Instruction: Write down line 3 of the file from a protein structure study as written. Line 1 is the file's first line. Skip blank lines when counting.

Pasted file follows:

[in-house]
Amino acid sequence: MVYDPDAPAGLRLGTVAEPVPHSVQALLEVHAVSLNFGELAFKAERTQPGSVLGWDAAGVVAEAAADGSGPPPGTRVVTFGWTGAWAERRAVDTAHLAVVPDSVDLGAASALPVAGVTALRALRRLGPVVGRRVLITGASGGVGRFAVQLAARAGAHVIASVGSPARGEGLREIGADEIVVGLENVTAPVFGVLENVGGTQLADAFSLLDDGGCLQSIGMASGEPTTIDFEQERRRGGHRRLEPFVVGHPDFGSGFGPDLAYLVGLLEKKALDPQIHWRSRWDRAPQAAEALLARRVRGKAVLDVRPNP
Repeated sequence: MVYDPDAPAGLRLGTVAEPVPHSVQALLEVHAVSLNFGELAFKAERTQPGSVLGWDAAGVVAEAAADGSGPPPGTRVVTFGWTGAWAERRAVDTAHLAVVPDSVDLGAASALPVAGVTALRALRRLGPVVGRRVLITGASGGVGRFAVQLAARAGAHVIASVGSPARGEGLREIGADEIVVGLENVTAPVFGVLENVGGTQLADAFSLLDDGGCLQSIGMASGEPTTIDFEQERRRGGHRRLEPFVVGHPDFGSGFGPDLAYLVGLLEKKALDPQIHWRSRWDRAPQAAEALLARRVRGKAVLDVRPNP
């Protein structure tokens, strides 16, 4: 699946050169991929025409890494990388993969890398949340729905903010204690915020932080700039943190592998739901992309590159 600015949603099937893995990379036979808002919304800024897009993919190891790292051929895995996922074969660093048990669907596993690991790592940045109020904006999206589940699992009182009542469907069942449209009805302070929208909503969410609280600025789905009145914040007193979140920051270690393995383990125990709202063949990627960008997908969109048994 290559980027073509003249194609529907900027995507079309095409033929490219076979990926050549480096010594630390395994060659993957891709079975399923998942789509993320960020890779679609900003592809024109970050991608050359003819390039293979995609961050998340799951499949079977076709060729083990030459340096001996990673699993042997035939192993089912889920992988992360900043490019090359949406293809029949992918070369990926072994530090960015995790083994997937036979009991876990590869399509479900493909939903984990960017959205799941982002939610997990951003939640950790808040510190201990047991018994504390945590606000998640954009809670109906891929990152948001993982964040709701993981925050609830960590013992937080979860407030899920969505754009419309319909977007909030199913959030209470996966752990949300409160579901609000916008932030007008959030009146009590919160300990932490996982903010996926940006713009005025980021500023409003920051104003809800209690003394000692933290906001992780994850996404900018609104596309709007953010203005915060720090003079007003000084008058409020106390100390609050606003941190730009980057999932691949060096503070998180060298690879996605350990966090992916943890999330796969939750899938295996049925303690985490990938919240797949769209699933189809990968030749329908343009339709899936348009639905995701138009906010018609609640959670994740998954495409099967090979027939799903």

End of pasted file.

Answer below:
Repeated sequence: MVYDPDAPAGLRLGTVAEPVPHSVQALLEVHAVSLNFGELAFKAERTQPGSVLGWDAAGVVAEAAADGSGPPPGTRVVTFGWTGAWAERRAVDTAHLAVVPDSVDLGAASALPVAGVTALRALRRLGPVVGRRVLITGASGGVGRFAVQLAARAGAHVIASVGSPARGEGLREIGADEIVVGLENVTAPVFGVLENVGGTQLADAFSLLDDGGCLQSIGMASGEPTTIDFEQERRRGGHRRLEPFVVGHPDFGSGFGPDLAYLVGLLEKKALDPQIHWRSRWDRAPQAAEALLARRVRGKAVLDVRPNP